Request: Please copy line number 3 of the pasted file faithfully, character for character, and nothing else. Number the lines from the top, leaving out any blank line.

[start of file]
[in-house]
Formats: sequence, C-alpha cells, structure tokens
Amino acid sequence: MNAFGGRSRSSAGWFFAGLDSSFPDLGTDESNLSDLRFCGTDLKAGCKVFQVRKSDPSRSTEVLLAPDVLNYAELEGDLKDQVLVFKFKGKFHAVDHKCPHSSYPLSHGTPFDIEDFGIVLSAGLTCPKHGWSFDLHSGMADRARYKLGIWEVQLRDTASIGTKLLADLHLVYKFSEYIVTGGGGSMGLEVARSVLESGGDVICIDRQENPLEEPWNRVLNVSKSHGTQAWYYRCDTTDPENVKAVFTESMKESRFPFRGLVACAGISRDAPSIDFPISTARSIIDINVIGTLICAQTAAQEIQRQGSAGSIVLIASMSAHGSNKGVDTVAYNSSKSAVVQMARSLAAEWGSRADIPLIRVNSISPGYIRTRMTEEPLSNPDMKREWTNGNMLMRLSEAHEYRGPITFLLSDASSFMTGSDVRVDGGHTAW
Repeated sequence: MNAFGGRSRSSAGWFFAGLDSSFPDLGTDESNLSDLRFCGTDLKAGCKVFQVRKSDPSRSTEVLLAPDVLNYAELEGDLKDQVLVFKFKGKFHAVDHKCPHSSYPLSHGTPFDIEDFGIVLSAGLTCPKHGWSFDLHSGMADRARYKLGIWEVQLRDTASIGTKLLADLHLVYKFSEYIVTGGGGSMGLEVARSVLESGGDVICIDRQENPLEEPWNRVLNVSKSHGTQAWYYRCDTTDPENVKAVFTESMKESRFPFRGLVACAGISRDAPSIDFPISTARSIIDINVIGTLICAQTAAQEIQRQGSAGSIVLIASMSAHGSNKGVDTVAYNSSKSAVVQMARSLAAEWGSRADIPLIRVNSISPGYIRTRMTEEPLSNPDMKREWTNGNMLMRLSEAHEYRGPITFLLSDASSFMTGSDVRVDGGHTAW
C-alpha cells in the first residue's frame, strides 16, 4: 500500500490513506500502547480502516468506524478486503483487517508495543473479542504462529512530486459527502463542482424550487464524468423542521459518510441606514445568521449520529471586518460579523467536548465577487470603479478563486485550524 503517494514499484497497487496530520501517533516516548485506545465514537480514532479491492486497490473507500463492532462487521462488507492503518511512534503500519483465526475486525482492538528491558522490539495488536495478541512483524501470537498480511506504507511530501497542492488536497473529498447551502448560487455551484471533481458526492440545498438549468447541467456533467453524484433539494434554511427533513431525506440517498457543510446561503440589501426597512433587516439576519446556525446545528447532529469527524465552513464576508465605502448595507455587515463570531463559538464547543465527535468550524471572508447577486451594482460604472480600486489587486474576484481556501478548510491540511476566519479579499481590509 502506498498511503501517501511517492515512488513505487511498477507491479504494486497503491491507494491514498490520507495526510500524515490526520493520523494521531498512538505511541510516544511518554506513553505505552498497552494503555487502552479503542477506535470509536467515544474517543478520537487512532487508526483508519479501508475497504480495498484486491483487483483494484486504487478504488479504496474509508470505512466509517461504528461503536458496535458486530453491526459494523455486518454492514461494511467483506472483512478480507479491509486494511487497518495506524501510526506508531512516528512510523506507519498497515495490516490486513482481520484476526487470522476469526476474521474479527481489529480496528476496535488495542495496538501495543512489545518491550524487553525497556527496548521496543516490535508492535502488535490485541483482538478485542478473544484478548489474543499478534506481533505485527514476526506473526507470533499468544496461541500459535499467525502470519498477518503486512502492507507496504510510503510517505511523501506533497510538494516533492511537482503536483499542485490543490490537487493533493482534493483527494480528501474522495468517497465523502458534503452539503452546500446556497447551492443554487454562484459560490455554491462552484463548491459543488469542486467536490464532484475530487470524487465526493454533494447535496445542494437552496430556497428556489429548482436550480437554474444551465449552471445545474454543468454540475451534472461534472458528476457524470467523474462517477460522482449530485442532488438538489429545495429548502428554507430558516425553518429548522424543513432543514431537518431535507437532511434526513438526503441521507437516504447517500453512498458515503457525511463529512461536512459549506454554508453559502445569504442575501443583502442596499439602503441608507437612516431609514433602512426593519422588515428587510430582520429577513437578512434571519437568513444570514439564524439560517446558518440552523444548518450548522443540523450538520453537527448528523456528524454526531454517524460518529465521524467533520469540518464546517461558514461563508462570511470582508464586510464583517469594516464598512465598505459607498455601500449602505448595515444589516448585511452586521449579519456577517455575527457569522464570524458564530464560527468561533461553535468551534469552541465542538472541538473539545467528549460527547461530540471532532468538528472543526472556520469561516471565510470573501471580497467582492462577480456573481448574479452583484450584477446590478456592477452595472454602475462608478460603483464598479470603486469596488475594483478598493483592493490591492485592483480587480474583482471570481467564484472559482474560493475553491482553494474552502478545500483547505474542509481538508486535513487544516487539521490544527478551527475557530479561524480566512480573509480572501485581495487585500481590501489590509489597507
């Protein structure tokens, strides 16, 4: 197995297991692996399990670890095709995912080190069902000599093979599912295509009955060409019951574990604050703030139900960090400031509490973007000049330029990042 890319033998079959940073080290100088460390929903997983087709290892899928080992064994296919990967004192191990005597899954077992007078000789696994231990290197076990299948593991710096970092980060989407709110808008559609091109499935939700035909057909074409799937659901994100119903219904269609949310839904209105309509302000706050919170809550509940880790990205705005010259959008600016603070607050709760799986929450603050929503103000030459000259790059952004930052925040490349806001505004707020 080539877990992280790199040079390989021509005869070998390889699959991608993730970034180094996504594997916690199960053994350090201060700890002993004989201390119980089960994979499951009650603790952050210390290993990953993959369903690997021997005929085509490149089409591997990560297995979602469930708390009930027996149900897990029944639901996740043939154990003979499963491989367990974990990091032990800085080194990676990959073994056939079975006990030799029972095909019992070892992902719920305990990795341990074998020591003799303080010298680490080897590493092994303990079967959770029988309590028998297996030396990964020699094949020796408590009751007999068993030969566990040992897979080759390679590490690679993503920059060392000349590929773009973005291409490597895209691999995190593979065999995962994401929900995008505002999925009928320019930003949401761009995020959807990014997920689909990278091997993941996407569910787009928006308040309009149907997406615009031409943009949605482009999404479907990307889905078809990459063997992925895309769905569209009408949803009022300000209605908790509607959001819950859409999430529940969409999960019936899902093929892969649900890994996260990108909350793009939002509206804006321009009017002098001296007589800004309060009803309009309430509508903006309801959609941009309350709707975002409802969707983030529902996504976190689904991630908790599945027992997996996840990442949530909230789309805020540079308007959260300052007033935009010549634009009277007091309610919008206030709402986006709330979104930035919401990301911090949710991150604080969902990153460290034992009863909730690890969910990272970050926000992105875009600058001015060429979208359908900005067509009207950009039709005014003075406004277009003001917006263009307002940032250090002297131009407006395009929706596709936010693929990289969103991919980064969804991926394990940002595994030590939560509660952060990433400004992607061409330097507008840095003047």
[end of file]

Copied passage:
Amino acid sequence: MNAFGGRSRSSAGWFFAGLDSSFPDLGTDESNLSDLRFCGTDLKAGCKVFQVRKSDPSRSTEVLLAPDVLNYAELEGDLKDQVLVFKFKGKFHAVDHKCPHSSYPLSHGTPFDIEDFGIVLSAGLTCPKHGWSFDLHSGMADRARYKLGIWEVQLRDTASIGTKLLADLHLVYKFSEYIVTGGGGSMGLEVARSVLESGGDVICIDRQENPLEEPWNRVLNVSKSHGTQAWYYRCDTTDPENVKAVFTESMKESRFPFRGLVACAGISRDAPSIDFPISTARSIIDINVIGTLICAQTAAQEIQRQGSAGSIVLIASMSAHGSNKGVDTVAYNSSKSAVVQMARSLAAEWGSRADIPLIRVNSISPGYIRTRMTEEPLSNPDMKREWTNGNMLMRLSEAHEYRGPITFLLSDASSFMTGSDVRVDGGHTAW